Over at Atomic Insights, Rod Adams reviews The Power to Save the World: The Truth About Nuclear Energy. What's interesting about the book is that its author, Gwyneth Cravens, is a former anti-nuke who was part of the opposition to the Shoreham Nuclear Power Plant on Long Island. But after spending decades talking to people working in the nuclear industry, she's changed her mind:
[A]s a native of Albuquerque, NM, she had the opportunity to develop a social acquaintance with Rip Anderson, one of the leading researchers and practitioners of probabilistic risk assessment of nuclear facilities.It sounds like a very interesting story. I'll be sure to pick it up myself and add it to the library here at NEI.
Her occasional discussions with Dr. Anderson began to disturb her previously firm belief that nuclear power represented an unreasonably risky endeavor that should not be allowed to flourish. Eventually, she decided that she needed to learn more - I love people like that! Through her connection with Dr. Anderson, she set up visits to mines, a uranium mill, waste storage facilities in Idaho, a coal fired steam plant, a nuclear power plant, the Waste Isolation Pilot Plant, Yucca Mountain, and probably some other sites that I have overlooked in the list.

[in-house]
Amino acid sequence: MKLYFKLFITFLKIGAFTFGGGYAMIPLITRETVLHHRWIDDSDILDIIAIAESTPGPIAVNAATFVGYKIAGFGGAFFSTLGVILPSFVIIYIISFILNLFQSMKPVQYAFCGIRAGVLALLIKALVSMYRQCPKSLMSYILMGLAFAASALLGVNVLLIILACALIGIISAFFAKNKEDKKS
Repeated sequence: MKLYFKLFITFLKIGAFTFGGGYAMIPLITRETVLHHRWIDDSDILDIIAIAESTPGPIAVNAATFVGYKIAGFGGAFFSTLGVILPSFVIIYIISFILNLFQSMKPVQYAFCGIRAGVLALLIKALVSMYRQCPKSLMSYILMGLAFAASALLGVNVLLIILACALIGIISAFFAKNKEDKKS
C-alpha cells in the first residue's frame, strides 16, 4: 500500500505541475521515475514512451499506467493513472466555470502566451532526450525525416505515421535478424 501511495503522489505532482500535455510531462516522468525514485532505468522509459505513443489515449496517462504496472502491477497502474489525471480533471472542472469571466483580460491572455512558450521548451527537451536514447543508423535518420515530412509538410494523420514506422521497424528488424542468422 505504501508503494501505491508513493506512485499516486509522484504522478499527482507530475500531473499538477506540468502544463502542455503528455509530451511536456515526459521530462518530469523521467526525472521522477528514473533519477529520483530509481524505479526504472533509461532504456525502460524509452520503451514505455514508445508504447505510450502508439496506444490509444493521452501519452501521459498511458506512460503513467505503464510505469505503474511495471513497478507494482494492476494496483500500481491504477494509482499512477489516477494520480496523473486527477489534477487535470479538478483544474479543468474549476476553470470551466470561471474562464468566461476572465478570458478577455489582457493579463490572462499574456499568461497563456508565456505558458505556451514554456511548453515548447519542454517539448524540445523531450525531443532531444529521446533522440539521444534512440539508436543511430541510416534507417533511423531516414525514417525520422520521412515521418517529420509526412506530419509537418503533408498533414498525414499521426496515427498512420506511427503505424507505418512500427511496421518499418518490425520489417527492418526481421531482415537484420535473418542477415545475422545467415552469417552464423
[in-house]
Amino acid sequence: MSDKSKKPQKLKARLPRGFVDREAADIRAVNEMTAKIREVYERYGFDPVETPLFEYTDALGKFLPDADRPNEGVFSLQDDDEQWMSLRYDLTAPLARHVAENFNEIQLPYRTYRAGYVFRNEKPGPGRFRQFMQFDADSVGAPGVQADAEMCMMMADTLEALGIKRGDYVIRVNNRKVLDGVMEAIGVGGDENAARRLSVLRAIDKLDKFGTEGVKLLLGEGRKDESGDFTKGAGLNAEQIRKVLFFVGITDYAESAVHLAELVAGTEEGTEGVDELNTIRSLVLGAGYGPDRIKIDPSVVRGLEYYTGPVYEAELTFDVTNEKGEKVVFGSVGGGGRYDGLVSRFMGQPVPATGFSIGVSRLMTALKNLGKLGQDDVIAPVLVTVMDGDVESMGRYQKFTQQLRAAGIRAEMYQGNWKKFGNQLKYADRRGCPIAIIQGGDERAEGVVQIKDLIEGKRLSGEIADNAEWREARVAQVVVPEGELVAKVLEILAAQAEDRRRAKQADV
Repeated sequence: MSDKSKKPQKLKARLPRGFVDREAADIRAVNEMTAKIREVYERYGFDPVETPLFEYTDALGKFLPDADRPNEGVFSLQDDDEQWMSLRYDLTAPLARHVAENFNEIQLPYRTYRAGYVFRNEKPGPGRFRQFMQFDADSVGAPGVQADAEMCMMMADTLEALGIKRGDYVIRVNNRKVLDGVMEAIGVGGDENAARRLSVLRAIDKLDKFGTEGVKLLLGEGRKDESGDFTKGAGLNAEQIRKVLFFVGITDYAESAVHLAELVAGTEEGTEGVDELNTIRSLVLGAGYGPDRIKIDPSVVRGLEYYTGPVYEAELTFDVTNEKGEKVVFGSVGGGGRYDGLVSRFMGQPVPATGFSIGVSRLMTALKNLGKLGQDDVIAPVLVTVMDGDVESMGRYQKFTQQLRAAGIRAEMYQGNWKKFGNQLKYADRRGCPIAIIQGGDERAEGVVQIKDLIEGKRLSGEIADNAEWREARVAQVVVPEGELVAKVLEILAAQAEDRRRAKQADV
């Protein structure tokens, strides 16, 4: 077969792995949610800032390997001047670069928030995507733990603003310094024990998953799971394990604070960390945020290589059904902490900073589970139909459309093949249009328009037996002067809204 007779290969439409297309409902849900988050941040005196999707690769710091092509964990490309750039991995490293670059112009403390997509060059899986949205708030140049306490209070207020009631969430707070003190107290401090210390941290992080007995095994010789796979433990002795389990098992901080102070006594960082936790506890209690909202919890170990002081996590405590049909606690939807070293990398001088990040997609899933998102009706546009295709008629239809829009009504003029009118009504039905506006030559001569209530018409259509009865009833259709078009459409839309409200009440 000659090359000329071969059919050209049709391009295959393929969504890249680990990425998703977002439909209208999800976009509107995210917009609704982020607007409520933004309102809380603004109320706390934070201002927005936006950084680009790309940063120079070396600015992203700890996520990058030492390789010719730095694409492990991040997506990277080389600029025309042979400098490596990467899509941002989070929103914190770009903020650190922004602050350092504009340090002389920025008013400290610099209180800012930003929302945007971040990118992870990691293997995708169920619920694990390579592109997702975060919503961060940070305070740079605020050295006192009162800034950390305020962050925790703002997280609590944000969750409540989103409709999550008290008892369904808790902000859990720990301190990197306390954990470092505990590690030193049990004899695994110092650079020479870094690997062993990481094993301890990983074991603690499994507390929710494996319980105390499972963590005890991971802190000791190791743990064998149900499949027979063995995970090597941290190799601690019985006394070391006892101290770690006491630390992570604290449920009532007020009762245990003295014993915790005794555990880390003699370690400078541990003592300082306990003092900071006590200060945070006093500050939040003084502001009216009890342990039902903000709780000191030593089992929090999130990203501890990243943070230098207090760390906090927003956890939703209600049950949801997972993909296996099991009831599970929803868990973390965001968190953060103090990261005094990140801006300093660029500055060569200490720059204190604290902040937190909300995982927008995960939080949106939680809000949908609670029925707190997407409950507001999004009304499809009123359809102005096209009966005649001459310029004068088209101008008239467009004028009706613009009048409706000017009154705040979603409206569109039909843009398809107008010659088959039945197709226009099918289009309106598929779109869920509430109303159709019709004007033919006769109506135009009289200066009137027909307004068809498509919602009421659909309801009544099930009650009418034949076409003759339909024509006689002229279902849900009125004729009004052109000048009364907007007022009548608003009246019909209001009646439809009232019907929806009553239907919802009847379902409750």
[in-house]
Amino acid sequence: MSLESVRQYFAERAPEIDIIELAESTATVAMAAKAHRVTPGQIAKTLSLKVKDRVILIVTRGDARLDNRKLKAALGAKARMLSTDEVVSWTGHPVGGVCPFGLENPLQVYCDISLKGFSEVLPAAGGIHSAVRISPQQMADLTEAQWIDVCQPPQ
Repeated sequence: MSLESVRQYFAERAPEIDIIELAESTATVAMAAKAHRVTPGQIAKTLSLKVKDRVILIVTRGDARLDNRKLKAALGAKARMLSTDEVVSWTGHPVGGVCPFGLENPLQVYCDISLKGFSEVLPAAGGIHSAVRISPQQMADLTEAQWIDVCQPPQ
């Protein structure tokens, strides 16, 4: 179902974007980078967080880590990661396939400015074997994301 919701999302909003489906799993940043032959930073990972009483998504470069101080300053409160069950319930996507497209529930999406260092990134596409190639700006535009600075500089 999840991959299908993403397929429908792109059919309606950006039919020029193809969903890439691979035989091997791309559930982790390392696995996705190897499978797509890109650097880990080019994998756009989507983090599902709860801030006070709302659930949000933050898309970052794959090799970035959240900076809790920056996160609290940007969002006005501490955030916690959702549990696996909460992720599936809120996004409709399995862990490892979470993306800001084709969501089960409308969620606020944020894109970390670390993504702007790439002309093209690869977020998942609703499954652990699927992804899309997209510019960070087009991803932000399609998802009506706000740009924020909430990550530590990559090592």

At each site she met with people who patiently - most of the time - explained their jobs, shared personal stories about why they think they those jobs are important and discussed why they disagree with the common perceptions about nuclear energy. She saw with her own eyes the contrast between a nuclear plant where one of the workers stated "you can eat off of the floor" and a coal plant where such a comment would be ridiculous. She saw how waste is handled in both the nuclear world and the fossil fuel world. In short, she had a journey of discovery that resulted in a complete shift of view.